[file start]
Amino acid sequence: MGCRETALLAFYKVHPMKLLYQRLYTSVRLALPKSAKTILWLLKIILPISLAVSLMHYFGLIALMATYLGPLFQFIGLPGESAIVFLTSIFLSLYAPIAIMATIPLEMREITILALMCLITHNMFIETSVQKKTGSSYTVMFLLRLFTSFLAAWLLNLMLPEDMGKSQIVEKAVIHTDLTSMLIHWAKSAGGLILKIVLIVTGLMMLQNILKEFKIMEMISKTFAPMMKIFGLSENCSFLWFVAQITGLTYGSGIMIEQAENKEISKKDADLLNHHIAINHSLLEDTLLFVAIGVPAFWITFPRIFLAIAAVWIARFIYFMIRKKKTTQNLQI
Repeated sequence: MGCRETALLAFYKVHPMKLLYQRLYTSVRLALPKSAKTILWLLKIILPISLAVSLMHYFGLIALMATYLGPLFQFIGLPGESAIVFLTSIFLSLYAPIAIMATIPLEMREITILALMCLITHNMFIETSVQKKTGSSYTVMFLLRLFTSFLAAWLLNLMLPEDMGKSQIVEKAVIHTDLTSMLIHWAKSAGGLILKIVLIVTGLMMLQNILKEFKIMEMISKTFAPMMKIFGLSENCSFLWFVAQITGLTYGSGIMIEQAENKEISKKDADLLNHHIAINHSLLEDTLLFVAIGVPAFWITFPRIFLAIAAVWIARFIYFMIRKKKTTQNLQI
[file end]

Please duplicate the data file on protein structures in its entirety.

Amino acid sequence: MGCRETALLAFYKVHPMKLLYQRLYTSVRLALPKSAKTILWLLKIILPISLAVSLMHYFGLIALMATYLGPLFQFIGLPGESAIVFLTSIFLSLYAPIAIMATIPLEMREITILALMCLITHNMFIETSVQKKTGSSYTVMFLLRLFTSFLAAWLLNLMLPEDMGKSQIVEKAVIHTDLTSMLIHWAKSAGGLILKIVLIVTGLMMLQNILKEFKIMEMISKTFAPMMKIFGLSENCSFLWFVAQITGLTYGSGIMIEQAENKEISKKDADLLNHHIAINHSLLEDTLLFVAIGVPAFWITFPRIFLAIAAVWIARFIYFMIRKKKTTQNLQI
Repeated sequence: MGCRETALLAFYKVHPMKLLYQRLYTSVRLALPKSAKTILWLLKIILPISLAVSLMHYFGLIALMATYLGPLFQFIGLPGESAIVFLTSIFLSLYAPIAIMATIPLEMREITILALMCLITHNMFIETSVQKKTGSSYTVMFLLRLFTSFLAAWLLNLMLPEDMGKSQIVEKAVIHTDLTSMLIHWAKSAGGLILKIVLIVTGLMMLQNILKEFKIMEMISKTFAPMMKIFGLSENCSFLWFVAQITGLTYGSGIMIEQAENKEISKKDADLLNHHIAINHSLLEDTLLFVAIGVPAFWITFPRIFLAIAAVWIARFIYFMIRKKKTTQNLQI